Deficient realities: expertise and uncertainty among tea plantation workers in Sri Lanka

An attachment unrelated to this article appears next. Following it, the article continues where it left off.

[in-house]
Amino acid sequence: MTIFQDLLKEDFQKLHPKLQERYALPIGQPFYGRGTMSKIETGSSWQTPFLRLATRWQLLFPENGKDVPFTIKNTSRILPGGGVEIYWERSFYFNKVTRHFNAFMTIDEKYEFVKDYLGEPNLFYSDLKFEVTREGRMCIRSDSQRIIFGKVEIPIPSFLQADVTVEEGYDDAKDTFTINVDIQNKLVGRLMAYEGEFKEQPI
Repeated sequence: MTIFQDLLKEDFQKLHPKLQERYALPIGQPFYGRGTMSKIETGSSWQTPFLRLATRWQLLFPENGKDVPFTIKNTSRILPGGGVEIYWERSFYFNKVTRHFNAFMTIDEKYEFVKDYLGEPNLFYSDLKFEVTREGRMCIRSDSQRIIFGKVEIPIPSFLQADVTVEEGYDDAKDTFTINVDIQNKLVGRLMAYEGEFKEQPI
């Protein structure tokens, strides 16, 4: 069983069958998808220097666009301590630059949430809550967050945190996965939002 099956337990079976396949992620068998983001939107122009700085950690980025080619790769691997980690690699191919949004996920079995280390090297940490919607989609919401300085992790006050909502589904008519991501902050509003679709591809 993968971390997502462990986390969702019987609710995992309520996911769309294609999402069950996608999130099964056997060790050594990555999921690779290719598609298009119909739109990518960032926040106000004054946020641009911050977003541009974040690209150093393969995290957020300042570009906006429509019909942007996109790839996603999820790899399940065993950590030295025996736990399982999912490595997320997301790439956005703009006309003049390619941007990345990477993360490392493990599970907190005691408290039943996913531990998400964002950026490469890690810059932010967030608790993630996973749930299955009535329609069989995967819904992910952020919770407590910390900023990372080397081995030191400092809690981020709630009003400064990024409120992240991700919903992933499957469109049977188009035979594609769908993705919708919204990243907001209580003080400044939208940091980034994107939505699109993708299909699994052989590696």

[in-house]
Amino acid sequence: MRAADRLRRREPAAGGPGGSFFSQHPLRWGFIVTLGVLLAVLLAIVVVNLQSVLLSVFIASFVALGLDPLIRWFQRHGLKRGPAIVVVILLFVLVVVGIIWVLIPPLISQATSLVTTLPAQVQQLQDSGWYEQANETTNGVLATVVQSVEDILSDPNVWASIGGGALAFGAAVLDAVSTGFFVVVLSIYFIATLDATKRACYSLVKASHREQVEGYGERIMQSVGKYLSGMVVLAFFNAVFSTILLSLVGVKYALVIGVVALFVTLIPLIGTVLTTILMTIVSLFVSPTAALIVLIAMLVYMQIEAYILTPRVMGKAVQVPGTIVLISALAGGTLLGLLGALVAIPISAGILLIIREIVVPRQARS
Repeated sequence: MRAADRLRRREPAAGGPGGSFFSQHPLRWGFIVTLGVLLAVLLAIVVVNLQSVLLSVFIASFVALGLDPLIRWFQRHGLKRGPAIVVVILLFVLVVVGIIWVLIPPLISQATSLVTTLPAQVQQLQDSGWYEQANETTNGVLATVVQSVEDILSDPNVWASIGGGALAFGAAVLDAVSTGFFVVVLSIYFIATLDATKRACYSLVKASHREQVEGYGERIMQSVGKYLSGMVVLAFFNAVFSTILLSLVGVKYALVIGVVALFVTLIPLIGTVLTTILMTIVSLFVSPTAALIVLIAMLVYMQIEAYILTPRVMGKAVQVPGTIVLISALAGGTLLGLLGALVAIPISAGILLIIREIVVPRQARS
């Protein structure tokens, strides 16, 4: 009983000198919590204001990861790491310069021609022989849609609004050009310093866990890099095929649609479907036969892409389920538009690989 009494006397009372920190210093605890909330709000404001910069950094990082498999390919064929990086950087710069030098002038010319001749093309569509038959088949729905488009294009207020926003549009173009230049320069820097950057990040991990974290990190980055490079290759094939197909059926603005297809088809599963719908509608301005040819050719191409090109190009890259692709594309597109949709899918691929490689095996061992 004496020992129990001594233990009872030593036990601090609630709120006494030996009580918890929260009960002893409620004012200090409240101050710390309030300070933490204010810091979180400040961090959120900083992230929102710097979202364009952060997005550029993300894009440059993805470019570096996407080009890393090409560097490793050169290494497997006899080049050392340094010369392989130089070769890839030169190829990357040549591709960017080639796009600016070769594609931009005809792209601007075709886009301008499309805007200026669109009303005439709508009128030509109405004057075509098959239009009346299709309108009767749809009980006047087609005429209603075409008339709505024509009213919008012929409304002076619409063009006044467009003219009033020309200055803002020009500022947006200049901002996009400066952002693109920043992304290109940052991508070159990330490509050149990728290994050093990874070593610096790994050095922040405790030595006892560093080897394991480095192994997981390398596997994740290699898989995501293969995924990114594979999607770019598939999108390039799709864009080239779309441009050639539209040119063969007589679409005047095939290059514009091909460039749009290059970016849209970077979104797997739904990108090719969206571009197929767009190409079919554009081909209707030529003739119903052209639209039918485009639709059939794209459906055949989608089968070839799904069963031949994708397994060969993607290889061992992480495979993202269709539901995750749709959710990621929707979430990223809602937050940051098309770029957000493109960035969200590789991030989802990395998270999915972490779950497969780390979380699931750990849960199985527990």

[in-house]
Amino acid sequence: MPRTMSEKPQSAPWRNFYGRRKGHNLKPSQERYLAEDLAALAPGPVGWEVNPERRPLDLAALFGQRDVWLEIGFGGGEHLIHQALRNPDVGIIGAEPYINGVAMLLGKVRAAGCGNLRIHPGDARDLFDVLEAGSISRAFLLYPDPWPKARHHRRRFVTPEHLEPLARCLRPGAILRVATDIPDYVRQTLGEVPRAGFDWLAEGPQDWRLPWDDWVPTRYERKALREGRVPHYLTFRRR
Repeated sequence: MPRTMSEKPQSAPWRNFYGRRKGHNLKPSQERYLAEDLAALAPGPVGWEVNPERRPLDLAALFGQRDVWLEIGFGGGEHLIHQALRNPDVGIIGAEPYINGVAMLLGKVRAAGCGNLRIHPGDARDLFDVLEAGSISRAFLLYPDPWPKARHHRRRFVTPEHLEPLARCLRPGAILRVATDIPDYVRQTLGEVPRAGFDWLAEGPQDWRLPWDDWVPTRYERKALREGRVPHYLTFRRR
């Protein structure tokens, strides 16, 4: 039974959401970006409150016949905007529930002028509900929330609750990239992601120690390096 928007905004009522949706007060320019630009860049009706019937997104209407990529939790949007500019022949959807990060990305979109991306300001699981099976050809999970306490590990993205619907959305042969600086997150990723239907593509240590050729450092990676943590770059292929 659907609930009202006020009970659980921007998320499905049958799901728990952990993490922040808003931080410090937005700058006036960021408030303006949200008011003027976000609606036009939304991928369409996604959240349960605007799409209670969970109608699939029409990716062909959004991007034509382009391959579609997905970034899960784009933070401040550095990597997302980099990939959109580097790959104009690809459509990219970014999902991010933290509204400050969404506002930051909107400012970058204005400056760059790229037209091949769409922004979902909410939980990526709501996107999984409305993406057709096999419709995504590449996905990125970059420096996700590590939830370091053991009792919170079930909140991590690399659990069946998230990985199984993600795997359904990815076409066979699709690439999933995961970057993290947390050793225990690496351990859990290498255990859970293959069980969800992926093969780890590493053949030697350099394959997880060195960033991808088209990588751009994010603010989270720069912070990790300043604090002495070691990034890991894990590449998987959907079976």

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In May 2009, nearly three decades of civil war in Sri Lanka came to an end with the Government of Sri Lanka’s defeat of the Liberation Tigers of Tamil Eelam. Often eclipsed within representations of the country’s civil and political conflict, Malaiyaha or Hill Country Tamils, who primarily reside and work on Sri Lanka’s tea plantations, have experienced protracted forms of discrimination that directly result from social and economic matrices of escalating civil violence, legal and affective exclusion, and neoliberal policies of worker dispossession. Based on ethnographic research conducted in the immediate aftermath of war, this article focuses on Malaiyaha Tamils encounters with economic and bodily uncertainty in postwar Sri Lanka and their responses to hegemonic forms of knowledge about their heritage and present marginalization from Sri Lankan society. By presenting an ethnographic narrative of a cāmi pākkiratu (“consulting god”) healing ritual on a tea plantation, I argue that Malaiyaha Tamils, when intimately confronted with deficient realities that emerge from the more subtle effects of sustained dispossession on their community, cultivate modalities of expertise that destabilize the more dominant, subordinating perceptions about their worth and emplacement as minority workers in Sri Lanka. Such modalities suggest that building knowledge and competency within one’s conditions of dispossession cannot be understood as simple resistance or agency. Rather, such modalities of expertise complicate the redacted categories into which Malaiyaha Tamil plantation workers are persistently emplaced by affirming both new possibilities alongside the subtle militarization and persistent dispossession of minority workers in postwar Sri Lanka.